I wrote a post about caregivers awhile ago. You can read that post here. I want to continue to write on this topic – taking care of yourself when you are taking care of a loved one.
When taking care of someone, we may very often put our own needs aside. We may say I don’t need to have down time, or sleep as much, or eat a good meal, or go for a walk, or ask for help. How can I ask for help, if I am the one who is the helper?
- Mothers of new born babies, young children, teenagers, young adults.
- Adult children taking care of their parents.
- A partner taking care of their sick partner.
- A family member (aunt, brother, niece, grandparent, uncle) taking care of another family member.
- A father taking care of his children.
- A parent – father or mother – financially being supportive of their family.
- A friend who offers help and assistance
- A health care practitioner who cares, listens and helps people.
- An educator.
Basically a care giver is anyone who is caring for another person. Care giving is not only in helping someone with their physical needs, but also helping them emotionally, financially, with their education, feeling responsible for them, and more.
As a care giver, it is really important to take care of yourself. And so very often we put ourselves on the back burner. It is giving a hand to ourselves, as well as our loved one.
On A Personal Note
For me it is hard to hear or see when someone I love is in pain, doesn’t sleep well, doesn’t like what is happening in their life, is hurting physically or emotionally, is not getting their needs met, is stressed out about their life, or is falling down, literally. I want to help them immediately. I want to make it all better for them, even wanting the situation to go away completely.
Most of the time, I can’t really do this. I can’t make it all better, right away. At these times, I need to acknowledge and honor myself, my needs, my feelings, my responses, and say “it is okay that I feel this way”. And then move forward, to do what I need to do for my loved one, and for myself. And sometimes, for the loved one, it is just being with them, being there, and not really doing anything.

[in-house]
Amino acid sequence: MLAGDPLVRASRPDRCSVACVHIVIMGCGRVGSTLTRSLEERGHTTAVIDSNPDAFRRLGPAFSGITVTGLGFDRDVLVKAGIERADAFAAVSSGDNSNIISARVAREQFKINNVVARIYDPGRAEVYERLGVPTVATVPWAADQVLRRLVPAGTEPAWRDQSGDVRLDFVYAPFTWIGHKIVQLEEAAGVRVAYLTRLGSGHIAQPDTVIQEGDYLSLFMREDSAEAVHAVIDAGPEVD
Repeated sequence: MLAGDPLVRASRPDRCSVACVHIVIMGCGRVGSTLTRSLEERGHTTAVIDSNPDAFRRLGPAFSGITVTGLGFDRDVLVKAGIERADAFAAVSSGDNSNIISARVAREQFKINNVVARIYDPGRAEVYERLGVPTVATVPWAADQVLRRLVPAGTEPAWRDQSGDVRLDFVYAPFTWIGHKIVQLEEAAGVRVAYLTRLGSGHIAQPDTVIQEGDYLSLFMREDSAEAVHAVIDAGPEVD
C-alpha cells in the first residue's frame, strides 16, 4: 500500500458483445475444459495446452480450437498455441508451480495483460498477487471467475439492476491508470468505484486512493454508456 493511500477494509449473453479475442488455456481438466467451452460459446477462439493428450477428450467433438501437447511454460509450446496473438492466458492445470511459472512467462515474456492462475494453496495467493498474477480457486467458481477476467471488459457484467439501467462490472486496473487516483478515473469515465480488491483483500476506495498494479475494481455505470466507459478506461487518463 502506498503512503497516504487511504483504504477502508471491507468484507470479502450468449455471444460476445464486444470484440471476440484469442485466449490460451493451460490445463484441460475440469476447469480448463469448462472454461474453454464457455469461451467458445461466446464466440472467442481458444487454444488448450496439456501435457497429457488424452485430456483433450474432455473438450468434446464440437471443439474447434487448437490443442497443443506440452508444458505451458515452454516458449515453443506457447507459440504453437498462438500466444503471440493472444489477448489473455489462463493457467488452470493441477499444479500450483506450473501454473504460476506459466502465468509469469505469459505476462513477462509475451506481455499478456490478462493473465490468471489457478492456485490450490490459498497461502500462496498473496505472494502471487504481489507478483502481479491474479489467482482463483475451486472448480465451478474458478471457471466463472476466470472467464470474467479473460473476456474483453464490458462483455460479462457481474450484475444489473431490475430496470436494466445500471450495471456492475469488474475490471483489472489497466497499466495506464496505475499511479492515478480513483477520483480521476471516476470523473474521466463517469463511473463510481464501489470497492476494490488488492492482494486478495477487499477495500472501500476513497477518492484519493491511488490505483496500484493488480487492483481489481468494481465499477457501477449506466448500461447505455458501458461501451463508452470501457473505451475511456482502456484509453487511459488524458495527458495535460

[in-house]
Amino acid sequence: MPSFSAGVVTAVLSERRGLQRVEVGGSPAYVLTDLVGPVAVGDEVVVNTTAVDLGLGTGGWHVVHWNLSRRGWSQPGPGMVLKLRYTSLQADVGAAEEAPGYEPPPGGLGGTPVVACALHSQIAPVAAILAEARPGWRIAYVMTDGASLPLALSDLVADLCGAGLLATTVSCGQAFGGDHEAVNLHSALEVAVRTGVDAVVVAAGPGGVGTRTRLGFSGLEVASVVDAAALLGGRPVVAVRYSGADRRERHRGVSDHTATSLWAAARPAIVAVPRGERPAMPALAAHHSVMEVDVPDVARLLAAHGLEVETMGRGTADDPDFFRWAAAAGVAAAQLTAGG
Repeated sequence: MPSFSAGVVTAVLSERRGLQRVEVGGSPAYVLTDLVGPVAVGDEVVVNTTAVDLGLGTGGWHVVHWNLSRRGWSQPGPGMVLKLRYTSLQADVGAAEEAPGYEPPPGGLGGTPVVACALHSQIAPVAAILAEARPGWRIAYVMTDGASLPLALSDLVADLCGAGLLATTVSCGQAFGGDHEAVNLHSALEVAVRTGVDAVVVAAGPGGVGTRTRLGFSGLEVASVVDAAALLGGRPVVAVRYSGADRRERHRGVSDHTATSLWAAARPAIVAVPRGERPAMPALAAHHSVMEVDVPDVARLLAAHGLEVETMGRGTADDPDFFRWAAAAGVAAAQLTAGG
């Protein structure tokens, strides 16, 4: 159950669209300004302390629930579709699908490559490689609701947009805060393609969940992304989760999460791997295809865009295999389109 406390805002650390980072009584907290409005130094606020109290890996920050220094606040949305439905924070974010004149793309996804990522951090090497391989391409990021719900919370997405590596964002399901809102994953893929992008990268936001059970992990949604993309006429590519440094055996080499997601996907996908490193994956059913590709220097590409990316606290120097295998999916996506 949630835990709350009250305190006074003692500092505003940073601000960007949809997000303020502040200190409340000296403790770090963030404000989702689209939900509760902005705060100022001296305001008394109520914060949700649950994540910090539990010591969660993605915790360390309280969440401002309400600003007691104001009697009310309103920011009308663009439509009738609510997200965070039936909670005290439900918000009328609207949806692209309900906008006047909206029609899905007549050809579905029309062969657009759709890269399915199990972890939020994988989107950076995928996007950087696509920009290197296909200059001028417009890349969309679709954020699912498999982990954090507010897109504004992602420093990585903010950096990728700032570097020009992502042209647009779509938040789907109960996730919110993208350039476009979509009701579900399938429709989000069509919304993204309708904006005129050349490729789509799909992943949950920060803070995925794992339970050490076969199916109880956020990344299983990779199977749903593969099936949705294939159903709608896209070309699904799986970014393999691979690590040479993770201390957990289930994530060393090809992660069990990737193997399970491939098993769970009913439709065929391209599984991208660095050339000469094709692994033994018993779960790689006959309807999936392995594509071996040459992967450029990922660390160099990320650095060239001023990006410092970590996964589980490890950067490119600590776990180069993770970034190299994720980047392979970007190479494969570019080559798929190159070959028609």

Taking Care Of Yourself
There may be activities or daily practices that you enjoy and help you in your life. Some of these could be taking a walk, being in nature, meditating, doing a creative activity, gardening, having a good cry, venting to someone, receiving a hug, talking to a close friend or therapist, seeing a good movie, taking a break, getting as much sleep as you can, having a massage, treating yourself to a good meal,having a good piece of chocolate and more.
Homeopathy can also be of help. If you are in a situation that is a prolonged care taking situation, and is difficult for you, you may want to see a homeopath for help. It will not just be help for a physical issue, but for what this situation means to you. We all have our own sensitivities, and very often when there is a stressful situation, our sensitivities are exasperated and come to the fore, expressed or manifested in physical symptoms, emotional responses, or just not feeling well.
When we are healthy, we are in a better place to handle the different situations that life brings to us. We are still affected by the situation and respond to them. But we are able to right ourselves, and know that we need to do the things that help ourselves, such as saying, I need to take a break, I need a day off, I need to ask for help. In the long run, this helps our loved ones as well.
Whatever kind of care giving you are doing, I invite you to contact me if you would like some help. Either contact me here through this blog or through my website www.homeopathytoheal.com.